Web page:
When you book a tour like the Golden Circle, for example, you are basically paying someone for taking you to the main highlights on that route which are Þingvellir National Park, Gullfoss Waterfall and Geysir Geothermal area. Although the landscape in between those places can be interesting and beautiful, that’s not the reason you booked the tour but more just an added bonus. You came to see waterfalls and geysers!
The drive to Þingvellir National Park, which is usually the first stop on the Golden Circle, is 45-60 minutes, depending on the conditions and how bad traffic is getting out of town. On the way back, the drive from Geysir to Reykjavík is about an hour and 45 minutes or so and could possibly stretch to 2 hours if traffic is bad. Already, without factoring in the driving between places, we’ve allocated almost 3 hours out of your 8 hour day to something that is not really the reason why you’re doing the tour but more a necessary evil to get to those reasons.
What the tour operators do in winter is that they organize their tours around these facts. They make sure that you see all the highlights while it’s still bright enough for you to enjoy them and they do the driving to get there and back while it’s darker.
The same goes for a tour to the south coast, you will drive for almost 2 hours before you get to the area where the main focus of the day is and then you need to drive the same way back. So 4 hours out of your 10 hour day, is the same necessary evil to get to the majestic waterfalls and black sand beaches as mentioned in the example with the Golden Circle.
So when you wonder whether it’s worth it to do a tour in winter because it’s dark all the time, you need to ask yourself why you want to do that tour. Is it because of those areas you drive through to get to the highlights or is it the actual highlights? If it’s the latter, then the tour is probably worth it, right?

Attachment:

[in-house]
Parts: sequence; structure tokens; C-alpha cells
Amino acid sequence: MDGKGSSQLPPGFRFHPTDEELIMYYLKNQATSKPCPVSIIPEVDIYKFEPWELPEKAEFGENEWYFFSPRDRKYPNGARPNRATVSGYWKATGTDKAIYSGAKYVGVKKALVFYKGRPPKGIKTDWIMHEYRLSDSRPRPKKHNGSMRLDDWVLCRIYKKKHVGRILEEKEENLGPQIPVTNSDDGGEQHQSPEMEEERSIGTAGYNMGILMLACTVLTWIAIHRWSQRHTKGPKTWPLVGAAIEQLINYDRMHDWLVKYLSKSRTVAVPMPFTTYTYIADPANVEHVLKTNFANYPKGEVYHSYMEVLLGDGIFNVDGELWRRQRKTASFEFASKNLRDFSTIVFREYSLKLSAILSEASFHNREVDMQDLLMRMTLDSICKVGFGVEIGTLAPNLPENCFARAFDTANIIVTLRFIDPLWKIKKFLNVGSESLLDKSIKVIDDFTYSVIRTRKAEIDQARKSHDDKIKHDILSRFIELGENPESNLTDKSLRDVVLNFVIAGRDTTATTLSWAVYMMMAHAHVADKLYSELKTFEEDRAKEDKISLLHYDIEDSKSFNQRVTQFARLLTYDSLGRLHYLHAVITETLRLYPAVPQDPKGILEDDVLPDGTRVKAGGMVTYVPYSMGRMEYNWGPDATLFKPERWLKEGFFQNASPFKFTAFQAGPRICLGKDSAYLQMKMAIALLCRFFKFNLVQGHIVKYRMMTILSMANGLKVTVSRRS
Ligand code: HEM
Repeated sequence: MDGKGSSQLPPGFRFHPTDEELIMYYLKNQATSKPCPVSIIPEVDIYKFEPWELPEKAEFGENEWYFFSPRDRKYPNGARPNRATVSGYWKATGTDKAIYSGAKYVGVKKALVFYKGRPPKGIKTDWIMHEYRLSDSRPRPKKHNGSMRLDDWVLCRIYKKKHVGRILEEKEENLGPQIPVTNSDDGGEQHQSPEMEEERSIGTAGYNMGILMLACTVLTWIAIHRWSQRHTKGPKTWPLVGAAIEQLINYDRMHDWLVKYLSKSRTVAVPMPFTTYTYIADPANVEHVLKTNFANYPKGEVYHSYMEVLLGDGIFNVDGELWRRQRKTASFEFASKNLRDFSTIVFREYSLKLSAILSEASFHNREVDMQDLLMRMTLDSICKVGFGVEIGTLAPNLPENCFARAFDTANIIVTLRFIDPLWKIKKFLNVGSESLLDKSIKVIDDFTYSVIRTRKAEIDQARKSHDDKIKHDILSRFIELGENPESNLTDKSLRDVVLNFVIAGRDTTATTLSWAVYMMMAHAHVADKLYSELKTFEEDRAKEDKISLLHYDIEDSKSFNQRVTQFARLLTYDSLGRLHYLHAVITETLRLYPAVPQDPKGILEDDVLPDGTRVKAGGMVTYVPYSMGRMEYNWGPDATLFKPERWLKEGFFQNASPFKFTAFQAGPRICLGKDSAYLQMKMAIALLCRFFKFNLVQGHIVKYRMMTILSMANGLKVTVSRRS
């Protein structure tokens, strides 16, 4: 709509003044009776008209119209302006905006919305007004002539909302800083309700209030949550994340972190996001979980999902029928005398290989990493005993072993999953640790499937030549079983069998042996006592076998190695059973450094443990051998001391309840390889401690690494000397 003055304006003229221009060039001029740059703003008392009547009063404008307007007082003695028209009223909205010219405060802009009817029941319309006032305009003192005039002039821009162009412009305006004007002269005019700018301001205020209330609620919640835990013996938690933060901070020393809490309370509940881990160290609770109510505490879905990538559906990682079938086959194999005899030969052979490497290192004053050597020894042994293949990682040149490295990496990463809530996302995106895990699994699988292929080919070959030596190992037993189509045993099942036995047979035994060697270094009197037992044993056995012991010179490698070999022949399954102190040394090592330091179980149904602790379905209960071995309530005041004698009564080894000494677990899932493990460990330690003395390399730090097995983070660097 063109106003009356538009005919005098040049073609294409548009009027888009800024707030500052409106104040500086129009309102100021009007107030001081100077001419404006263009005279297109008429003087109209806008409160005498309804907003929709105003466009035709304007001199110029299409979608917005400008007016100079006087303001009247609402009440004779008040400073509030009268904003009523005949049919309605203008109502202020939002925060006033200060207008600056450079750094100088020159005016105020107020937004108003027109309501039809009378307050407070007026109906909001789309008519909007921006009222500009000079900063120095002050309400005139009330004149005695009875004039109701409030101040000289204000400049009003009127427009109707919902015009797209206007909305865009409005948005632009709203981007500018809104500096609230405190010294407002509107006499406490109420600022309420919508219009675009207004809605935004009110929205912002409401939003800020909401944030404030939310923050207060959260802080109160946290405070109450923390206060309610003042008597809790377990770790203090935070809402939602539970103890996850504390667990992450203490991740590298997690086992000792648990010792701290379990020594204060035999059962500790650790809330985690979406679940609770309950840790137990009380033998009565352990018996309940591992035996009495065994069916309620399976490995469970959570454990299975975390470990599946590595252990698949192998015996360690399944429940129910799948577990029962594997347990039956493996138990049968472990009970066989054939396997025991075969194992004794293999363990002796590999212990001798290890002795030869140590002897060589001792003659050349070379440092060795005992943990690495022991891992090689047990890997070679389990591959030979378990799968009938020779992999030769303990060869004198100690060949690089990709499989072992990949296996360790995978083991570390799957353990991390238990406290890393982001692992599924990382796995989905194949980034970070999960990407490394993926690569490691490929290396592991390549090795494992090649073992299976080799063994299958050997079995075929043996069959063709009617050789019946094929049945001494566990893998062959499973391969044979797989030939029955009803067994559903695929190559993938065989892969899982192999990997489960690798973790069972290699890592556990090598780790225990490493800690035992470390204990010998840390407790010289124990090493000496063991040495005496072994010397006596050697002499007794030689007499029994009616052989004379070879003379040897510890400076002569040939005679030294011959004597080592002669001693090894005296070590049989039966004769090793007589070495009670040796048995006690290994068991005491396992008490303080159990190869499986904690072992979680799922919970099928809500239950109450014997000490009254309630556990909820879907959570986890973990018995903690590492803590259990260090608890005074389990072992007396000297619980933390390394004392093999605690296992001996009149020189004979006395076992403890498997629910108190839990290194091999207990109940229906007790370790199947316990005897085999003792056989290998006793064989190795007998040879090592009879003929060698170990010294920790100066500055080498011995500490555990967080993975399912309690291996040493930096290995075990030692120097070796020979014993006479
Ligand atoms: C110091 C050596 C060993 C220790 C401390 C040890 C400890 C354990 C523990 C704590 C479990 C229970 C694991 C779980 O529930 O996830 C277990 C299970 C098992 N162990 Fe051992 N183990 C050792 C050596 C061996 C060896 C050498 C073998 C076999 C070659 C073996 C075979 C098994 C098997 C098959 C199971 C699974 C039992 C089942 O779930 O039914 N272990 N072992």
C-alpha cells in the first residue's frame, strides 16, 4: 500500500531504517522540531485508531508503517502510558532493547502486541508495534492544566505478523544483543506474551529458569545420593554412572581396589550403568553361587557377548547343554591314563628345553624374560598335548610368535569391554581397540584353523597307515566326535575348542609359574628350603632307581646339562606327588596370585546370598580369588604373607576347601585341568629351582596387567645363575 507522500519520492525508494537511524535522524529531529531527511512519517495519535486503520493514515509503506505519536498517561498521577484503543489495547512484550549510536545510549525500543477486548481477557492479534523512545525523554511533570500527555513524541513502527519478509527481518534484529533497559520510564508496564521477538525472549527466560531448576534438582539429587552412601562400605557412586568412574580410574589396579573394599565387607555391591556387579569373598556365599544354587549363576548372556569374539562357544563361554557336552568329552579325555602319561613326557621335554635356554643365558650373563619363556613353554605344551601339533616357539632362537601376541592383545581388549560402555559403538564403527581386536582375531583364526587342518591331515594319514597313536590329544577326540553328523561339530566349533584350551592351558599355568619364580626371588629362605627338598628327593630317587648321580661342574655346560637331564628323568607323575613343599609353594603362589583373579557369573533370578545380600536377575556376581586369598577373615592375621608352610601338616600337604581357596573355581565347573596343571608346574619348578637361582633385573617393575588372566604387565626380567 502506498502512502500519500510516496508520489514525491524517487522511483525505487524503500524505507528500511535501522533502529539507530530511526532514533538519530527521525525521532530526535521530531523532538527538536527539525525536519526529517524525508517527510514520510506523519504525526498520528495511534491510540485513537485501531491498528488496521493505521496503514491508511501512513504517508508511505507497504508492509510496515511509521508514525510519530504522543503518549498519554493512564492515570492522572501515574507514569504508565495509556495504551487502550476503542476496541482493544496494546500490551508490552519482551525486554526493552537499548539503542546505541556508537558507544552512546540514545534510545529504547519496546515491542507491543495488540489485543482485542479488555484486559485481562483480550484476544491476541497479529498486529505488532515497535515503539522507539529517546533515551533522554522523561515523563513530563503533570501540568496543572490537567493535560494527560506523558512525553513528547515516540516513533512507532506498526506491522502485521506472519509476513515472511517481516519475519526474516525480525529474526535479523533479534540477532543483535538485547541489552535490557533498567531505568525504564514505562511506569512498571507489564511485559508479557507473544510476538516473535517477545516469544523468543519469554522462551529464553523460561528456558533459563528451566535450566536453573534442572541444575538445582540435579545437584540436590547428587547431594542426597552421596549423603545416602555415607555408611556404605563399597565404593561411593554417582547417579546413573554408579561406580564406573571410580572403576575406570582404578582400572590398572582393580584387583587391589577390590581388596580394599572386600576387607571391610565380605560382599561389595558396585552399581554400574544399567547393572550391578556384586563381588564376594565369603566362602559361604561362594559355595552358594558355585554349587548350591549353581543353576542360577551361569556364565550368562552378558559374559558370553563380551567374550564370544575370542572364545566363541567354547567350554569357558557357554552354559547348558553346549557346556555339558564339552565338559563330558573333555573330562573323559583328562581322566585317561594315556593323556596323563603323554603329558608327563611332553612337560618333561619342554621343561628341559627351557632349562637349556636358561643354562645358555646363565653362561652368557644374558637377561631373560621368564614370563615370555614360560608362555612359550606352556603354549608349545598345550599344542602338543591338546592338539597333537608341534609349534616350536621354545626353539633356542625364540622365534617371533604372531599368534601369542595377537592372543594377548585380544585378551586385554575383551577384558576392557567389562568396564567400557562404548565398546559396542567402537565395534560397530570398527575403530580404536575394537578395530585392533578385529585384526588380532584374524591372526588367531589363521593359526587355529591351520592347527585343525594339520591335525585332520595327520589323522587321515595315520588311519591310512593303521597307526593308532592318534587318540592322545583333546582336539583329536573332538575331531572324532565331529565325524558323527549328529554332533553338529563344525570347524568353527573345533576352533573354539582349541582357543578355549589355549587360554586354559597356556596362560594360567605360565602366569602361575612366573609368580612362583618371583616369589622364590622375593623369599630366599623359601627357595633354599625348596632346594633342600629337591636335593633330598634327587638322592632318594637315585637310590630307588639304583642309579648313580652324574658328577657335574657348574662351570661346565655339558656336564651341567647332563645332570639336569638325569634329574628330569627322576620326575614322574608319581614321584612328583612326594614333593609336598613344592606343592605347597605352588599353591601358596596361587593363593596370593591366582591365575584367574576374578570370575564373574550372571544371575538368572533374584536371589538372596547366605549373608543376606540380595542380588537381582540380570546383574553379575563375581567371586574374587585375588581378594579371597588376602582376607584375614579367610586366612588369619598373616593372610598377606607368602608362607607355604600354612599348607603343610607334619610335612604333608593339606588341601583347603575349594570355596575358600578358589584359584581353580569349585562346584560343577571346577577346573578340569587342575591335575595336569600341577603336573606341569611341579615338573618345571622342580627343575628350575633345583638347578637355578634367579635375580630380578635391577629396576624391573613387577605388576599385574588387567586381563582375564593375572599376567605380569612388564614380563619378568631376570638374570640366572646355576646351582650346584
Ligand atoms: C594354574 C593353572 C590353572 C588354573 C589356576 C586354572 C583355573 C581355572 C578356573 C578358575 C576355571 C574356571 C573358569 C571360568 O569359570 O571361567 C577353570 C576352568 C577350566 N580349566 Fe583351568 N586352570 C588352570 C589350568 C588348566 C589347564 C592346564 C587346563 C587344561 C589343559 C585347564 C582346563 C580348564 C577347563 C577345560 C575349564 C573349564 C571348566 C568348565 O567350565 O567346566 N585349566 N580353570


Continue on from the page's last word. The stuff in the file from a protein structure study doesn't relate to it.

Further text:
I think a part of the reason why people are skeptical about doing tours in winter in Iceland is that there’s this myth floating around the internet that Icelandic tour operators are out to get you and your money. So if they’re offering tours in winter, when you’ve read that it’s dark all of the time, this must be part of this grand tourist scam.
Although I know there are bad apples here like everywhere else, the majority of tour operators are simply providing a service and many of them do a great job doing exactly that. A few years ago many tour operators only offered tours in the summertime but then more and more people started to come to Iceland in winter and with them came a demand for activities. So the demand was met with supply and once the tour operators made the commitment to offer tours year round they, of course, needed to put their marketing focus there to fill up those vehicles. This snowballed and before we knew it, Iceland became a popular winter destination and most tours are now offered year round.
This, of course, is an oversimplification (the government was also involved because it was important to make tourism a year-round industry to create more jobs, for example, especially in the countryside) but the fact remains that winter tours are not a scam.
Now, will you have exactly the same experience in winter as in summer?
Will you see more of the landscape in summer?
This doesn’t mean though that seeing Iceland in its winter coat can’t be a fulfilling and meaningful experience. The darkness is as much a part of Iceland as anything else and it has some added benefits such as the northern lights that are not visible in summer. Like with anything else, you just need to be informed of exactly what you’re getting yourself into and adjust your expectations accordingly. Instead of worrying about what you’re missing, focus on how amazing Gullfoss waterfall looks half frozen or what an amazing background a purple sky makes on your photos of Þingvellir national park. Iceland in winter is amazing if you just allow it to be.